Tribune News Service
New Delhi, February 24
Even as there has been visible disengagement of Indian and Chinese troops along a section of the Line of Actual Control in eastern Ladakh, the de-escalation and deinduction — which means pulling back troops and war equipment to the pre-April 2020 home bases — have not yet begun in the area.
At the commander-level meet on Saturday, the two sides did discuss phased de-escalation and deinduction, but there has been no forward movement on the two issues, sources told The Tribune, adding that “it could take more talks as a lack of trust exists for now”.
Catering for redeployment
The two sides don’t want to pull back to locations from where redeployment, in case of an exigency, could take time, say sources.
The first phase of the disengagement process commenced on February 10 with simultaneous withdrawal by both sides from both banks of the Pangong Tso, a 135-km-wide glacial lake. The matters of disengagement at Depsang, Gogra or Hot Springs are likely to come up in subsequent talks.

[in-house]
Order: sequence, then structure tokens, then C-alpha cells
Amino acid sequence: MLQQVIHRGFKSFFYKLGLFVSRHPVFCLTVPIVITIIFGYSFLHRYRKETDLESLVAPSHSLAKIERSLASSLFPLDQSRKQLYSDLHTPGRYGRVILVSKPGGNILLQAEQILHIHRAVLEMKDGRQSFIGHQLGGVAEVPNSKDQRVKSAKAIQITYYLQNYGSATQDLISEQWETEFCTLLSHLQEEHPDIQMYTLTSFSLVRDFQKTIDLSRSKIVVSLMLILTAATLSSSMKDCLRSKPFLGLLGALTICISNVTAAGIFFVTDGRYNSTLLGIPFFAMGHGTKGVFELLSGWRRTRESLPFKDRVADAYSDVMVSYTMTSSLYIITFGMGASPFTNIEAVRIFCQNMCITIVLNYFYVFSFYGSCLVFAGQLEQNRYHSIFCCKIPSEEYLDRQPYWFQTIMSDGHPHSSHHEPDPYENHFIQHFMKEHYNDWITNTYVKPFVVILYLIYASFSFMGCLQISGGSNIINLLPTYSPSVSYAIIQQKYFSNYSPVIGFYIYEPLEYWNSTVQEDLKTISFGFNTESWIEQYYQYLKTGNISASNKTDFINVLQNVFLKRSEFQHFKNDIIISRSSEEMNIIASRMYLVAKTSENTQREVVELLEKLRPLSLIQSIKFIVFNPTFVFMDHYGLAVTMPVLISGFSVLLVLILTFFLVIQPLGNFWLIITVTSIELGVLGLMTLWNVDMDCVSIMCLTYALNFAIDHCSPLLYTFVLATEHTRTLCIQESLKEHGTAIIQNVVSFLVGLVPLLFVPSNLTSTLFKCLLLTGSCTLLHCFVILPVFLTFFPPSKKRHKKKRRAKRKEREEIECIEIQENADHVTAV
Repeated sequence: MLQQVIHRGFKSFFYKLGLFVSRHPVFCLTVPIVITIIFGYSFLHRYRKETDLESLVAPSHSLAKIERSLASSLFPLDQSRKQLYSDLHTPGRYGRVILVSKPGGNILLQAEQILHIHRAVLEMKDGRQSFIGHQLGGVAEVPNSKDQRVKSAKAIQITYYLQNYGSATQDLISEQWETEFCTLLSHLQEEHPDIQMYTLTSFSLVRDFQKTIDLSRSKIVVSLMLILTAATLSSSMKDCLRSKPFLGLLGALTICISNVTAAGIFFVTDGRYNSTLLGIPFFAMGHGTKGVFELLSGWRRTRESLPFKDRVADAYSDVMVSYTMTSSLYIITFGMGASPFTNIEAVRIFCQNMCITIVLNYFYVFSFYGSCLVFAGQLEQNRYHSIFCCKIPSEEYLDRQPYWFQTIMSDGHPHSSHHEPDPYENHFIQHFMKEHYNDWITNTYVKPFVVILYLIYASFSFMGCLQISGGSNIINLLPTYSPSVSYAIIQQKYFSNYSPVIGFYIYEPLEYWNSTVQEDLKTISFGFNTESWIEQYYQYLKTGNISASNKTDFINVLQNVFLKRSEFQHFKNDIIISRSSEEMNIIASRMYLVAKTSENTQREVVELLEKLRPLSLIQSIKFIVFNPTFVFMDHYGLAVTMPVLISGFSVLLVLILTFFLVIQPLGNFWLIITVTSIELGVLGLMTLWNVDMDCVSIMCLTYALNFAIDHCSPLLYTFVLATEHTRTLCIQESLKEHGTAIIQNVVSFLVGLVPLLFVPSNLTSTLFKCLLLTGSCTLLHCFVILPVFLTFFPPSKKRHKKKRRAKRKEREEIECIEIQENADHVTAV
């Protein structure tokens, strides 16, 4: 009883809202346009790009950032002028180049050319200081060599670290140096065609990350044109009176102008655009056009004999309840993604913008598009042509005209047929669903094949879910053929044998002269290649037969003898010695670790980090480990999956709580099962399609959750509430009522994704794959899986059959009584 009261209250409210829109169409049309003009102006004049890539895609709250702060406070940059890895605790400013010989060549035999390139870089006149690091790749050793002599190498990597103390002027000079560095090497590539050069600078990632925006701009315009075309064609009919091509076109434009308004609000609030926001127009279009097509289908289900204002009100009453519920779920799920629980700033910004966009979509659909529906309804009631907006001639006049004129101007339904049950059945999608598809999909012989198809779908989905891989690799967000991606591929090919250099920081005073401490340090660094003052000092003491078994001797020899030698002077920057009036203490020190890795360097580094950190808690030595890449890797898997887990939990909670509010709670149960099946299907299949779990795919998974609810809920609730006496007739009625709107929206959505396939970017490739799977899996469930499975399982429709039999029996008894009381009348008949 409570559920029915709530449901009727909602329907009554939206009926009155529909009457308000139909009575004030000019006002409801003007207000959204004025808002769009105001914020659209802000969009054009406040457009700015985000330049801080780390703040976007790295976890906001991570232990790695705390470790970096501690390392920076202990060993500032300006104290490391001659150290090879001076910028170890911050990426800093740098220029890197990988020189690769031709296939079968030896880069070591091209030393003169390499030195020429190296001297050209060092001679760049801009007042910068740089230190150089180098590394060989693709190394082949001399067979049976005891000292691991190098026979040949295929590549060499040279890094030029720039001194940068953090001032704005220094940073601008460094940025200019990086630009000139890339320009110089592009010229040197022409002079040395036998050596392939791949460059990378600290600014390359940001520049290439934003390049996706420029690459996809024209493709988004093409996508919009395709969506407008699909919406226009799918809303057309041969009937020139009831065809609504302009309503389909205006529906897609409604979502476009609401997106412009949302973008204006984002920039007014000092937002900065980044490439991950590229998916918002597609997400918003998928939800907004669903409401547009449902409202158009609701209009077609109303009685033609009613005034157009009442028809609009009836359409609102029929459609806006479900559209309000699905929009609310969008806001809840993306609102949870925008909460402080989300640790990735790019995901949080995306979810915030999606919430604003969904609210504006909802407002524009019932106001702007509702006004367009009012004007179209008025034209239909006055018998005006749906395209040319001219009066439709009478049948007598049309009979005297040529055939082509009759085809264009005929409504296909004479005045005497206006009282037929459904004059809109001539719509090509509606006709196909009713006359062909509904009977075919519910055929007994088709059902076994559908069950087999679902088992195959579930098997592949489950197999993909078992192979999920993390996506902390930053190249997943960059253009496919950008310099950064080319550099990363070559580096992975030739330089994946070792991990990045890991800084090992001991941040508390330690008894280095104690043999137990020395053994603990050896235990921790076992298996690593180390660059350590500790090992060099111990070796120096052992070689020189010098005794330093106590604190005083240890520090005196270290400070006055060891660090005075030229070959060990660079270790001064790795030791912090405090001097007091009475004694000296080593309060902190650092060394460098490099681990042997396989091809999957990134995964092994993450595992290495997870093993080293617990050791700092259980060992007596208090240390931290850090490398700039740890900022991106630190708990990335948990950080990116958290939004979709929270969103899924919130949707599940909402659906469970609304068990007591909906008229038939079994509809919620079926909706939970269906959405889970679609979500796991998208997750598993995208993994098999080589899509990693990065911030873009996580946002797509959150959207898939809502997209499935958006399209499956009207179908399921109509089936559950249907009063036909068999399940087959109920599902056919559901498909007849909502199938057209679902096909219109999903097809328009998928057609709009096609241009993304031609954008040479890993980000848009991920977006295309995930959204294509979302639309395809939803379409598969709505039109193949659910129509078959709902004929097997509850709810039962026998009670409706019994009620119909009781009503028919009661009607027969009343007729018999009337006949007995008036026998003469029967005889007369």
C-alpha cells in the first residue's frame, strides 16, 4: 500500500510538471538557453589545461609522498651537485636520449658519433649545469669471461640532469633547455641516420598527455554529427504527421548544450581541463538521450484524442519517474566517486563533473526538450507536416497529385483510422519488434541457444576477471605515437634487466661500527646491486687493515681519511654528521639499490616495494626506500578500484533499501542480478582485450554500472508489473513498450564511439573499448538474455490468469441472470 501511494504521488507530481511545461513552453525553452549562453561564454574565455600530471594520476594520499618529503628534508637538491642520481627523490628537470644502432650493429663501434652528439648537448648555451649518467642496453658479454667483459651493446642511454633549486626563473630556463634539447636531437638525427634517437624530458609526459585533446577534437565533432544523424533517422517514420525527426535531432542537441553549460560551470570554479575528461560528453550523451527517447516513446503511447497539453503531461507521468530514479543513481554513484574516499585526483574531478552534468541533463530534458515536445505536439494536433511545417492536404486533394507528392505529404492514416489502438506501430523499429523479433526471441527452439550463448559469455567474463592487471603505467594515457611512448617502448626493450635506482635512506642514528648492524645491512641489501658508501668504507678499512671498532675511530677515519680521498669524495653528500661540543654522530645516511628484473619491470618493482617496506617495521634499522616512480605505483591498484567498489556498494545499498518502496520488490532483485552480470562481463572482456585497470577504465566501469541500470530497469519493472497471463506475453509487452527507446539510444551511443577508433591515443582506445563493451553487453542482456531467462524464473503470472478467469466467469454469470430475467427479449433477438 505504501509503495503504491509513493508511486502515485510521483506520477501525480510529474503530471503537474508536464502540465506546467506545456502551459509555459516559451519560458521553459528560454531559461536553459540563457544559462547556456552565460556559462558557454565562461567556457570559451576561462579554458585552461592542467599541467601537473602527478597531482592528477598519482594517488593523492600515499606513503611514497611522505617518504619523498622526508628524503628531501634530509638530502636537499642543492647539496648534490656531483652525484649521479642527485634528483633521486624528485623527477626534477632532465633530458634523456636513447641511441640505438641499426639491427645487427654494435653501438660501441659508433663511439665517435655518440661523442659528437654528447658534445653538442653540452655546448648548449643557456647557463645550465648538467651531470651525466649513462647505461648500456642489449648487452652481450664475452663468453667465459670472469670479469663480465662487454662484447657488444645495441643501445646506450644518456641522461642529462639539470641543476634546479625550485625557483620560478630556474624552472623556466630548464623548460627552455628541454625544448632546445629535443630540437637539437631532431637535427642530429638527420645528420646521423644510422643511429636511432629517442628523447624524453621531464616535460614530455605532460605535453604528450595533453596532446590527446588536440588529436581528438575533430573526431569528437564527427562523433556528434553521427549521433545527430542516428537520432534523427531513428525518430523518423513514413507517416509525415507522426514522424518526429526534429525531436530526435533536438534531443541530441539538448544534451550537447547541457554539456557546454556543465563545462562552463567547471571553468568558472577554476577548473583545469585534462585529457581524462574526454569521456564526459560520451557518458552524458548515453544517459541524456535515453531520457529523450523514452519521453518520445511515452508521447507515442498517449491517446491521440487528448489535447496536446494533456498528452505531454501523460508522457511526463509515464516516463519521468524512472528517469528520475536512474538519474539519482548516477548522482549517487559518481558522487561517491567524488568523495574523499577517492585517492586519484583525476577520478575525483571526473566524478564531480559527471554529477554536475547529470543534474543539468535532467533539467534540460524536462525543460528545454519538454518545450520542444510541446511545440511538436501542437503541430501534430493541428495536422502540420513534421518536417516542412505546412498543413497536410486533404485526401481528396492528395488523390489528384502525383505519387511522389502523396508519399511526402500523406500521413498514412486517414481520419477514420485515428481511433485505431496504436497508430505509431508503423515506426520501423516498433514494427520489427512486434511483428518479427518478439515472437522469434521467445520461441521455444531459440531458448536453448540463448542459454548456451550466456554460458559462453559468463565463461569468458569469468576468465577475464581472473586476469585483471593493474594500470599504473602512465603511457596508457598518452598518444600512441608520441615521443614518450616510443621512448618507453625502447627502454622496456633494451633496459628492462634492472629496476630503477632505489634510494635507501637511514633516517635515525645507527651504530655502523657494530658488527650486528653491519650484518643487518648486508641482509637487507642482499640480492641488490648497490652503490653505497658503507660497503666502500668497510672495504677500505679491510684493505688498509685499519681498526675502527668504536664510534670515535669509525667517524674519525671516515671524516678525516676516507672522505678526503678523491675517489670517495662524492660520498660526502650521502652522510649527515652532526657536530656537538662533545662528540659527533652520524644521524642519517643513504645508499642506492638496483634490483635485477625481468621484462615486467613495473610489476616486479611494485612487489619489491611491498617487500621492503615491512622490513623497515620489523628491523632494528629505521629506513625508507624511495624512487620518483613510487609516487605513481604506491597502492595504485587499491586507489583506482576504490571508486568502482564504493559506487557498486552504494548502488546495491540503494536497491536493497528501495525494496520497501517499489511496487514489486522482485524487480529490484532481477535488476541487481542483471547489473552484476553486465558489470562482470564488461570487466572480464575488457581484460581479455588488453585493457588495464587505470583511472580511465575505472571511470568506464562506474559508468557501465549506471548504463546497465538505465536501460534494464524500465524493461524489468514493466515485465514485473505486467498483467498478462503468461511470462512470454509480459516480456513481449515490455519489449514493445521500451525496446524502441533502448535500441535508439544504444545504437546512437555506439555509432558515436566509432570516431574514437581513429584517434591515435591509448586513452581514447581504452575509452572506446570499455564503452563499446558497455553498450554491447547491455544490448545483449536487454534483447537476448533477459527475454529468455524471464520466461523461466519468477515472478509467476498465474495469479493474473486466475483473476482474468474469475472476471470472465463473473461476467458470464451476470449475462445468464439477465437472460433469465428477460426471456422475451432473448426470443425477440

Army Chief Gen MM Naravane, speaking at an event of a think tank in New Delhi on Wednesday, sounded a word of caution: “We still have a long way to go. We now have to go on to the stage of de-escalation, then deinduction of troops. We have to be wary and cautious.”
A senior functionary explained that it was a clear case of lack of trust, hence the two militaries didn’t want to pull back to locations from where redeployment, in case of an exigency, could take time.
The present positions of troops, tanks or guns are not face to face but they are within striking range of artillery fire and from where rapid redeployment is possible.
General Naravane too spoke about the lack of trust, saying that “there is trust deficit with China and we will be watching Chinese moves closely”.
Some of mistrust stems from statements of the Chinese Ministry of Defence as well as the Ministry of Foreign Affairs in Beijing, which tried to wrongly blame India for the Galwan clash on June 15 last year. The statements had come on February 19, indicating that China was under pressure from its domestic audience, which has no access to international media or opinion.
China is in the habit of creeping and making very small incremental changes along the LAC where each change by itself doesn’t appear to be very big or worthy of a strong reaction, said the Army Chief.
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